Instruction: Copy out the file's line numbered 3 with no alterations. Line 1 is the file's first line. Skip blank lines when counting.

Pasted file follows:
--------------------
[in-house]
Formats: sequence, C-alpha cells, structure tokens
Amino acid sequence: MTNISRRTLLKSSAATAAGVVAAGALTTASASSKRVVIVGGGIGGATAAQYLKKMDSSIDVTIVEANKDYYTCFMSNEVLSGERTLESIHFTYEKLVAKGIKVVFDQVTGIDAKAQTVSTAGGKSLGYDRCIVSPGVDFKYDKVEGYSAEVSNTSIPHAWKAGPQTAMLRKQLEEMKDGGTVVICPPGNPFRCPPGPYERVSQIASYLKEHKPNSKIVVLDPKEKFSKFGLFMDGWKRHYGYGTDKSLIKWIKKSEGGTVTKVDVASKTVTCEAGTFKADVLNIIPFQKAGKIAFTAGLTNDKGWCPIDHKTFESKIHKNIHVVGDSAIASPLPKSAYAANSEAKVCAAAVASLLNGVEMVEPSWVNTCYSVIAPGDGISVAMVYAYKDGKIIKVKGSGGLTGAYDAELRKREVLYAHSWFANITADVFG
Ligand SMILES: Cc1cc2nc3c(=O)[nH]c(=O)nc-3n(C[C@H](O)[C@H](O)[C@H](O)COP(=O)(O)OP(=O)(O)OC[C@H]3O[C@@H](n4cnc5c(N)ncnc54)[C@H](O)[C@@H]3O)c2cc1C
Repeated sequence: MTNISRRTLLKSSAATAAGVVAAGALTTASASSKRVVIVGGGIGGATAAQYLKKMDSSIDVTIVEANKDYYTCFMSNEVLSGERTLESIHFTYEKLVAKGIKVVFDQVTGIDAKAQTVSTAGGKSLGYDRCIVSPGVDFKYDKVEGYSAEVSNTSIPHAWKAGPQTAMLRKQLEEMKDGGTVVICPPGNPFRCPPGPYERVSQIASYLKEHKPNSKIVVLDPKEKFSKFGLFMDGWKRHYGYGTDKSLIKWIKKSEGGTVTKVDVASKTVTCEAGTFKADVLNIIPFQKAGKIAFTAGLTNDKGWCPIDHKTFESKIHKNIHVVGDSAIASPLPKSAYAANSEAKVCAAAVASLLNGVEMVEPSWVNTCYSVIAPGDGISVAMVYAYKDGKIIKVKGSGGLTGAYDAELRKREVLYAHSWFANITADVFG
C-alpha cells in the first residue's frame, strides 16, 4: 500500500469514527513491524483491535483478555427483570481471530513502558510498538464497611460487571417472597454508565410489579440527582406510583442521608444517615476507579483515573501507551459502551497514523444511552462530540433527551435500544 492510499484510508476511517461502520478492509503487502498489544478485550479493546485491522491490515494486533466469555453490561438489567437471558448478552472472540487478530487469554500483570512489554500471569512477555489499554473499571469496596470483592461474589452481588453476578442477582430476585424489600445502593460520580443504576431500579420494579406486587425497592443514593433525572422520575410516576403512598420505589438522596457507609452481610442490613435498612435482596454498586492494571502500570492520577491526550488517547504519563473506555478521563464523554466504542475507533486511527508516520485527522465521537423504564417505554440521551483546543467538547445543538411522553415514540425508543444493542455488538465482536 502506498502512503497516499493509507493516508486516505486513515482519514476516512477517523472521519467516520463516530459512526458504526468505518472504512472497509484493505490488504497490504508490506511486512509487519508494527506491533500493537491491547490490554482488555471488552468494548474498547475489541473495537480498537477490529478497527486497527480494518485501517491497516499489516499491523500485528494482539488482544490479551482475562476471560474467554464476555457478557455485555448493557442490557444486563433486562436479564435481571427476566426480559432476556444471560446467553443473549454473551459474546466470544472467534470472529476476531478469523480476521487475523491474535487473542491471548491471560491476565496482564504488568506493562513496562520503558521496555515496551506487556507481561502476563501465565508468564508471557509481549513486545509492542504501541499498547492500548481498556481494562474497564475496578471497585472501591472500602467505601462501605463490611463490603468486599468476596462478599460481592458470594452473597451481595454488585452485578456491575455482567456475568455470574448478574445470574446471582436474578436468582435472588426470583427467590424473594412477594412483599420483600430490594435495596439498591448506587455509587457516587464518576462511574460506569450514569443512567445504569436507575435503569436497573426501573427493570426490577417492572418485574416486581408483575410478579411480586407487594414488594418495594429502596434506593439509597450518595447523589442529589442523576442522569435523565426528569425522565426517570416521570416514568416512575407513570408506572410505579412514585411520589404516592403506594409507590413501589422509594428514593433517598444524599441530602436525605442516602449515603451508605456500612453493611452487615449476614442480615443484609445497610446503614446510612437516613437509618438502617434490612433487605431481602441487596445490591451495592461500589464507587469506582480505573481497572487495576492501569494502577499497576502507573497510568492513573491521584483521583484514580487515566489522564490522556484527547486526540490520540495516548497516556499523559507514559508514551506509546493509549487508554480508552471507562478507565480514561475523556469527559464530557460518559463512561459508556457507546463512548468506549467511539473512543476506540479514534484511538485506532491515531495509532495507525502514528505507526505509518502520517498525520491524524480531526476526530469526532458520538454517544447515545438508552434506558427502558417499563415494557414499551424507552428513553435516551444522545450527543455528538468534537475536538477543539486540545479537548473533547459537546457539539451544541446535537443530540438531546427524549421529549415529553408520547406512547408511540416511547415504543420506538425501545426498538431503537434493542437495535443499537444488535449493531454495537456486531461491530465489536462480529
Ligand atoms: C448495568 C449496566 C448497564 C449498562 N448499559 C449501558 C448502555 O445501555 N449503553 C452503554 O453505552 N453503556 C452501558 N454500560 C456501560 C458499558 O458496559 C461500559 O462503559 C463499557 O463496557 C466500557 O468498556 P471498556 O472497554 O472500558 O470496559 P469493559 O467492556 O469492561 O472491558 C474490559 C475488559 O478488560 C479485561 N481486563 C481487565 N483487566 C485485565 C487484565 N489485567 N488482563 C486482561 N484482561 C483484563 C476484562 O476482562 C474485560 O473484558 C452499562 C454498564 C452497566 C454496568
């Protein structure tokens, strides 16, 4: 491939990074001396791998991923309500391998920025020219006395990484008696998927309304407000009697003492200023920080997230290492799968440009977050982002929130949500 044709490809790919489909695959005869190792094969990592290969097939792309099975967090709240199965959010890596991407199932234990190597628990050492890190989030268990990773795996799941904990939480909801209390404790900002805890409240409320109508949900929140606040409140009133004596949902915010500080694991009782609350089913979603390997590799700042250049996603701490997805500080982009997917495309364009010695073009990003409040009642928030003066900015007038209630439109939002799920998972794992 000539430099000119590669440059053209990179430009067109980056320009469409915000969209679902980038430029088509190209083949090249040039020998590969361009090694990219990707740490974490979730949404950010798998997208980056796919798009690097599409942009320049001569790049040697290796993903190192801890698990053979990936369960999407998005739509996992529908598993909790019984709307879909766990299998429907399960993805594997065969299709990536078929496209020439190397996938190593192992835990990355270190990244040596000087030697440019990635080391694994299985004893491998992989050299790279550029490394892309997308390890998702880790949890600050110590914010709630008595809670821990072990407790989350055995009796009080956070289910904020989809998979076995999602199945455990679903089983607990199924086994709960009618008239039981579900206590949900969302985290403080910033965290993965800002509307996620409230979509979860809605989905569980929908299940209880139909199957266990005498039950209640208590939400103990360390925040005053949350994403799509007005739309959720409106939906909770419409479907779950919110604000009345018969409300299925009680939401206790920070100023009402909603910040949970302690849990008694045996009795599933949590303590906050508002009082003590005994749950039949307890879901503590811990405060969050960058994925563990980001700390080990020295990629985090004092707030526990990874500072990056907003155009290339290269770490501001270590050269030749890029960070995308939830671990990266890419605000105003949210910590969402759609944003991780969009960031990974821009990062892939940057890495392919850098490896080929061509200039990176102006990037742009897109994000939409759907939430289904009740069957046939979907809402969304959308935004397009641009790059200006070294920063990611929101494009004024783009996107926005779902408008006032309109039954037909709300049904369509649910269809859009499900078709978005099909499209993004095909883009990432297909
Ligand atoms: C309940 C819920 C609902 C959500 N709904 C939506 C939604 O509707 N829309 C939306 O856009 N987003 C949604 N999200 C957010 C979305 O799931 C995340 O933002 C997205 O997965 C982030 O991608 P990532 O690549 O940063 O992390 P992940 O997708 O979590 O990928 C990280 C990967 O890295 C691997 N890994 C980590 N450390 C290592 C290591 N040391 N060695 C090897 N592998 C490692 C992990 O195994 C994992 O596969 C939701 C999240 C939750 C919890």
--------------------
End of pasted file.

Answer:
Amino acid sequence: MTNISRRTLLKSSAATAAGVVAAGALTTASASSKRVVIVGGGIGGATAAQYLKKMDSSIDVTIVEANKDYYTCFMSNEVLSGERTLESIHFTYEKLVAKGIKVVFDQVTGIDAKAQTVSTAGGKSLGYDRCIVSPGVDFKYDKVEGYSAEVSNTSIPHAWKAGPQTAMLRKQLEEMKDGGTVVICPPGNPFRCPPGPYERVSQIASYLKEHKPNSKIVVLDPKEKFSKFGLFMDGWKRHYGYGTDKSLIKWIKKSEGGTVTKVDVASKTVTCEAGTFKADVLNIIPFQKAGKIAFTAGLTNDKGWCPIDHKTFESKIHKNIHVVGDSAIASPLPKSAYAANSEAKVCAAAVASLLNGVEMVEPSWVNTCYSVIAPGDGISVAMVYAYKDGKIIKVKGSGGLTGAYDAELRKREVLYAHSWFANITADVFG